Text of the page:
Just seven days after the world premiere of the new Golf, Volkswagen presents a further facet of automobile fascination: The roadster prototype concept R. The design, sharp in every aspect, is in the style of an animal about to jump. This combined with the outstanding functional solutions indicates a view to the future of the Brand and possible commitments in the sports car segment.

  • 2003 Volkswagen Concept R
  • Year:
  • Make:
  • Transmission:
    6 speed automatic
  • Horsepower @ RPM:
  • Torque @ RPM:
  • 0-60 time:
    5.2 sec.
  • Top Speed:
    155 mph
  • car segment:

Design Features

The basis for the highly dynamic exterior design forms a very clear linear structure, which distinguishes all of today’s Volkswagens. But these lines are set sharper than ever and, with a new appearance, frame extremely exciting and well formed surfaces. This new three dimensionality in the important body elements forms a path to tomorrow’s world.

A particularly avante garde appearance of the Concept R is evident in the front end with its newly created radiator grille. The chrome badge is also an opening through which the V6 engine breathes and the new look of the eye-like headlights form a face that maintains the Brand tradition whilst also reinterpreting the design. The headlights have a dominant form with their outer, round main element and an inner part that leans diagonally towards the centre of the vehicle. Inline with the Phaeton, Touareg and new Golf, the wing area is extended prominently to the front above the headlights like an eyebrow and underlines in this way the athletic character of the concept vehicle.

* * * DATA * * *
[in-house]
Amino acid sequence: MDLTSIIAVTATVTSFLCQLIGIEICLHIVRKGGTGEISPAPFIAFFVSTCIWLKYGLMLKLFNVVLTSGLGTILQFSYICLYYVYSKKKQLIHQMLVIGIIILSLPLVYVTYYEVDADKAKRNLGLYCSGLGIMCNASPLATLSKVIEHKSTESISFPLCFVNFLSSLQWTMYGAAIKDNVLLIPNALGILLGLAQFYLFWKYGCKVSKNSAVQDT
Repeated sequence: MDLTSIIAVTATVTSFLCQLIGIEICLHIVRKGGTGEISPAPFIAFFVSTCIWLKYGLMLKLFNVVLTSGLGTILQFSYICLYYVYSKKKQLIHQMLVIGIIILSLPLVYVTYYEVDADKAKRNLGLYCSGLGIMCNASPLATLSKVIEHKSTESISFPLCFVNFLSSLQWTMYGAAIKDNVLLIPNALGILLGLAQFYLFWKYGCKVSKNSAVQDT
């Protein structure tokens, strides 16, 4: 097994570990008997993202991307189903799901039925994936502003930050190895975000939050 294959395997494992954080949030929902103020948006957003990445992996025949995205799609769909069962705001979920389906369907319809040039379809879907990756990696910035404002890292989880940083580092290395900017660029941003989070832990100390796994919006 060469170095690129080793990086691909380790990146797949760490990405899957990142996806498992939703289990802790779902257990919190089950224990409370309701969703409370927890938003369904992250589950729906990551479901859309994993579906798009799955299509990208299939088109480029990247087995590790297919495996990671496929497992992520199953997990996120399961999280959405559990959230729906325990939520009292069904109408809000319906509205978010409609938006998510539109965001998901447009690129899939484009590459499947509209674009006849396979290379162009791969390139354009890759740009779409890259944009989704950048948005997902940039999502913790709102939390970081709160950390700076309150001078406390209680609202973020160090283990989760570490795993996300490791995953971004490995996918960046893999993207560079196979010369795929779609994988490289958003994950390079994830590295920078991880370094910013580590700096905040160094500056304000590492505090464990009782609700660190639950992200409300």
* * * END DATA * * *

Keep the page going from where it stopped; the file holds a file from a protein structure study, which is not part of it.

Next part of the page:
The bucket seats of the Concept R do not have an adjustment feature. In fact, there is no way of adjusting them at all. Instead of the seat, the driver moves the polished metal operating and information block of the instrument panel, including steering wheel and pedal cluster, back or forth. The adjusting mechanism is activated electrically. At the press of a button, the co-driver can also find an optimal seating position by moving a highly polished support element back or forth in the footwell.

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